The 2016 International Exhibition of the Venice International Film Festival has sought to reward the documentary film “Free Me”, the filmmaker and anthropologist Federica Di Giacomo best film of her section Horizons; a prestigious award to be added to the Prize Solinas, assigned in 2014 for the best documentary. The official date of its release and distribution is set for September 29.
At the end of the film, “a special thanks goes out to all those who have made this film”: among the names mentioned there are some members of the Gris (Group of Research and Social-Religious Information) and speakers of the course on exorcism and the prayer of deliverance hold annually at the Pontifical Athenaeum Regina Apostolorum (Apra), in Rome, where some scenes of the movie were filmed.
We certainly do not want to object anything to the professionalism with which was realized Free Me, for that matter, sometimes it takes on the features of a real movie rather than a documentary, investigation, or reportage.
Nothing to complain about not even to the respect and even the appreciation expressed by the director with regard to the ministry of exorcism, from the point of view of anthropology, it is a new kind of social assistance offered by the Church.
We want to emphasizes that the film describes a way of exercising the ministry of exorcism that is entirely subjective, a ritual, and away from the official teaching of the Church that the Course APRA and Gris tries to explain.
We begin with unacceptable details: some hasty and simplistic diagnoses and sometimes the interference of laic helpers, narcissism, and the irresponsible arrogance with which they turn openly to the devil, the latter attitude is explicitly forbidden by the ritual of exorcism, as stated at n. 35 of the General Introduction.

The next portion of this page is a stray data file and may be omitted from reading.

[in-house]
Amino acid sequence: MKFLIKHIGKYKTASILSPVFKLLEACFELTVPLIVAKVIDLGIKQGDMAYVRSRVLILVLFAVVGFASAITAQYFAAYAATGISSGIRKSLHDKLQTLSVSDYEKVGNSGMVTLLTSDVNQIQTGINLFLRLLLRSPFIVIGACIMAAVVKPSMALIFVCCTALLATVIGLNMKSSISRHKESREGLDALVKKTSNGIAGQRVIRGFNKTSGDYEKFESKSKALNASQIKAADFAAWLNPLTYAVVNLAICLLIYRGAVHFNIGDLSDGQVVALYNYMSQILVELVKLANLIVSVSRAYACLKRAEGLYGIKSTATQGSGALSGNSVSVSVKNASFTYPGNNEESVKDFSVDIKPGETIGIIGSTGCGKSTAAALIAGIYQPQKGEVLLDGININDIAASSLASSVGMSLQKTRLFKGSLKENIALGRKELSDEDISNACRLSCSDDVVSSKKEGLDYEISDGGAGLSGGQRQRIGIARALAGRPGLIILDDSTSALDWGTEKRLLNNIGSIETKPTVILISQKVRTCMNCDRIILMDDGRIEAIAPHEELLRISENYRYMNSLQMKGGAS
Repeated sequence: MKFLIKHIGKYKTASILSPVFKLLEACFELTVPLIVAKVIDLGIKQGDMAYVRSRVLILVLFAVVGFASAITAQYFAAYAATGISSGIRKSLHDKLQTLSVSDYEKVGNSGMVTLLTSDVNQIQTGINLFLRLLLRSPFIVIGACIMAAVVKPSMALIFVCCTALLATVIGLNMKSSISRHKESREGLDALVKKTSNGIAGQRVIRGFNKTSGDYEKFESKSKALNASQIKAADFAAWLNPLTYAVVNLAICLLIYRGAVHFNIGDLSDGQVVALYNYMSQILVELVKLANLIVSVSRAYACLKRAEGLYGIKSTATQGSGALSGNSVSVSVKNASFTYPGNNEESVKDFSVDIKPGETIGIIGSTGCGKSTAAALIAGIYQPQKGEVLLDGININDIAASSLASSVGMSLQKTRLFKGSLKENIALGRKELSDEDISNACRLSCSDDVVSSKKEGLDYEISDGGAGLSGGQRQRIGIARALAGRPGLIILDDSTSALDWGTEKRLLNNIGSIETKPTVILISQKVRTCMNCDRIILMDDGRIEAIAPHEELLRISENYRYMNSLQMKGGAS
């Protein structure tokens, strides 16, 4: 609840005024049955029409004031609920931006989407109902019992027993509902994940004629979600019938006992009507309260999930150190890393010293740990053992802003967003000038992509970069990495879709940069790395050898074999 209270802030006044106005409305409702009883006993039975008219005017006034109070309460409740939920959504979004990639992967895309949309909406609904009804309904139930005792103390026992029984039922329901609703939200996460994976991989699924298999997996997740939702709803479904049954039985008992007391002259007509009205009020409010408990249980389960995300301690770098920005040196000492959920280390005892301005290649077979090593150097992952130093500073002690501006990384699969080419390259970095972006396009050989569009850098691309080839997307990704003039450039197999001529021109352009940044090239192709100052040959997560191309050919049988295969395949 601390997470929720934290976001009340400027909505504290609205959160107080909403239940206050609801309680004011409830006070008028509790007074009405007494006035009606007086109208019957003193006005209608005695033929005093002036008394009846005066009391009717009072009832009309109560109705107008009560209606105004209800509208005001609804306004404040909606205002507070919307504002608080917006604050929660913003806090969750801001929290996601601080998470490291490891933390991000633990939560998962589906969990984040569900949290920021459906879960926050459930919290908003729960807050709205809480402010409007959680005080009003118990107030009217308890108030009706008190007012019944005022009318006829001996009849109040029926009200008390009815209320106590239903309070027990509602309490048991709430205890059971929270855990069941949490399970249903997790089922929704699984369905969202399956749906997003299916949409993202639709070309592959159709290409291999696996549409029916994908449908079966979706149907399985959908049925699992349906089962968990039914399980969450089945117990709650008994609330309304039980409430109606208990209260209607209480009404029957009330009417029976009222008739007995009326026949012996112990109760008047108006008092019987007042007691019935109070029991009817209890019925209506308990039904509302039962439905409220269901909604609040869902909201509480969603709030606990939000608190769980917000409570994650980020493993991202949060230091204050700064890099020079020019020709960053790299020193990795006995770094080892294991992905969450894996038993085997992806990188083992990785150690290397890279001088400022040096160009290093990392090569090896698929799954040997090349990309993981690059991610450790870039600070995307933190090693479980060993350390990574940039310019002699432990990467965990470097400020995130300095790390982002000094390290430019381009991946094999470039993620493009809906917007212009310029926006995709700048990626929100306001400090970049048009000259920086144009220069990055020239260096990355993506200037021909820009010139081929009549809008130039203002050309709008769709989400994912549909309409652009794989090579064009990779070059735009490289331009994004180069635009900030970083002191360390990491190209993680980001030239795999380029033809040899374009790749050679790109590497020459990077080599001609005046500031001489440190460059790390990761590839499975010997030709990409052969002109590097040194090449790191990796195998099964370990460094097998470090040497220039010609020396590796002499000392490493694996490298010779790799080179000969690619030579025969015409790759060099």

But beyond all the details and without debasing the real dedication and empathy of the exorcist protagonist of Free Me, there is the management of the entire sacrament that is unacceptable. In fact, not always exorcisms take place behind closed doors, when the new exorcism ritual recommended at point 19 of the General Introduction: “Avoid making it become a spectacle for the audience. During the exorcism, do not allow the media and, both before and after the celebration of the rite, both the exorcist and everyone else who were present have to avoid disseminating the news, keeping an appropriate reserve.”
We assist also at group Mass, propaedeutic to the true exorcisms, while “it is absolutely forbidden to insert such prayers of exorcism into the celebration of Holy Mass, the sacraments, or the Liturgy of the Hours” (Congregation for the Doctrine of the Faith, “Prayers for healing “of 14 September 2000, Article 8).
Besides distorting the structure and purpose of these liturgical actions, it is inevitable for such celebrations cause them what they do not hesitate to call – out of any metaphor -, a veritable pandemonium, i.e., a kind of synergy or contagion. Here, no one is able to distinguish between the spread of authentic occult action or malevolent and the trigger of a process of suggestion and collective psychosis, in which the environment still offers all the ingredients: the centrality of the “charismatic” priest, the presence of people already in a trance due to possession, the screams, sometimes spasmodic expectations of liberation and, why not, the simple curiosity or expectation of an extraordinary phenomenon.
The alleged effect or cathartic value that is more or less evoked in favor of these celebrations does not debase the wisdom, prudence, and balance of the Church’s rules, aimed to ward off the lurking danger of fanaticism, but also to protect dignity and privacy of the victims who, in the film, are freely and repeatedly shooting and one of which is a girl maybe just eighteen.
The devil, in short, continues to sow confusion, but directives to face him help to exorcise him and should be followed, to protect everyone…
François-Marie Dermine O.P., GRIS National President